As someone who started her journalism career using a manual typewriter, I’ve seen a lot of changes over the years.
I can still remember phoning through stories to copy-taking telephonists when the newspaper was on deadline; and driving batches of hand-typed stories and photographic prints (black and white, at that!) from our district newsroom to the print works 40 miles away!
I’ve marvelled at the arrival of the fax machine, only to be replaced by email; I remember using phone boxes before mobile phones were invented; and transitioned from manual to electric typewriter to a stand-alone Amstrad computer (remember them?) to networked PC, laptop, tablet and Cloud technology. All in a relatively ‘short’ space of time!
But surely the biggest change for journalism – and my subsequent profession, PR – has to be the growth of the World Wide Web, invented 30 years ago this month.
Now, news is everywhere – available to us 24 hours a day, seven days a week on our mobiles, tablets and PCs. No waiting for the next day’s papers or that evening’s TV news bulletin. Everything is open to near-instant scrutiny and, thankfully, the opportunities for governments and businesses to ‘bury’ bad news are much less.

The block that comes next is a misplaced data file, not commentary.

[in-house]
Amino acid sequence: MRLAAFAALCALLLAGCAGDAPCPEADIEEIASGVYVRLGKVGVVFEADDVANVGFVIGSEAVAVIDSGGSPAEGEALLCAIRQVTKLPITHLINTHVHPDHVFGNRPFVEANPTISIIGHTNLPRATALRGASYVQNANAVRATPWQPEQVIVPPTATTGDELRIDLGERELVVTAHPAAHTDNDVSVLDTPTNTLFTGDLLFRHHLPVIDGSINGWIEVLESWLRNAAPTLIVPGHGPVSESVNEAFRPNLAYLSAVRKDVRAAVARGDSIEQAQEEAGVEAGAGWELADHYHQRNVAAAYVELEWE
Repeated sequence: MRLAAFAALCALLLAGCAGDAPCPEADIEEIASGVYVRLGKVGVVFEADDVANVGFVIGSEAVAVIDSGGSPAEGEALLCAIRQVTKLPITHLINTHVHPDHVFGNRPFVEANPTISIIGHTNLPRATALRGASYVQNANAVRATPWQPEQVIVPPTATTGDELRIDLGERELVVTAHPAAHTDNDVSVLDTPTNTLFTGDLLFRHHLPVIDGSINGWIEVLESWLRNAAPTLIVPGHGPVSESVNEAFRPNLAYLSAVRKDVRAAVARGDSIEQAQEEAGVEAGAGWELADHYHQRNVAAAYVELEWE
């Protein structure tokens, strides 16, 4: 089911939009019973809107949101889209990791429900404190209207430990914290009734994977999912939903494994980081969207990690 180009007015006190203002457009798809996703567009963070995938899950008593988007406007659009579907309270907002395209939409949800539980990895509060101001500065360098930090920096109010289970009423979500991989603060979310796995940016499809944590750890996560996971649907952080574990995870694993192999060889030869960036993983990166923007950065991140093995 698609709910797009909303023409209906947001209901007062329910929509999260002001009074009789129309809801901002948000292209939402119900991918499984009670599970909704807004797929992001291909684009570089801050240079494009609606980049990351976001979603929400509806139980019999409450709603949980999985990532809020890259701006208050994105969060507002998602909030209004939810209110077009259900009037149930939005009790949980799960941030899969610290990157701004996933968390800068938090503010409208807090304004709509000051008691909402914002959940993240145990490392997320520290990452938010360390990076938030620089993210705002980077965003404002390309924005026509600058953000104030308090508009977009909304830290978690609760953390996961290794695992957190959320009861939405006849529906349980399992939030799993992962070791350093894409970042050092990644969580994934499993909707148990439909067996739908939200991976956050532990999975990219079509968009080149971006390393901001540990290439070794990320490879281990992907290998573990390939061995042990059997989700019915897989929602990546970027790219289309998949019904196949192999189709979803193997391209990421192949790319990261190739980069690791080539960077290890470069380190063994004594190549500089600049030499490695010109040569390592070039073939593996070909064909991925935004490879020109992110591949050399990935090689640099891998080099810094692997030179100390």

But it’s not always a good thing. Suddenly everyone thinks they’re a journalist and stories and videos can be published online with little or no thought to fact checking or the legal implications of libel or slander. Newspaper websites appear to ignore stories that are important to the communities they serve in preference for sensationalist or misleading ‘click-bait’ headlines and articles. Fake news is more and more prevalent.
As the World Wide Web turned 30, its founder Tim Berners-Lee had a warning for us all, saying that it is “too easy for misinformation to spread on the web”, with most people finding news and information through just a handful of social media sites and search engines.
In his open letter he called on governments around the world to crack down on a range of problems, including scammers, hackers, on-line harassment, ad-based revenue models which reward click-bait articles and the viral spread of misinformation; and to clean-up the World Wide Web.
For all our sakes, let’s hope it doesn’t take another 30 years!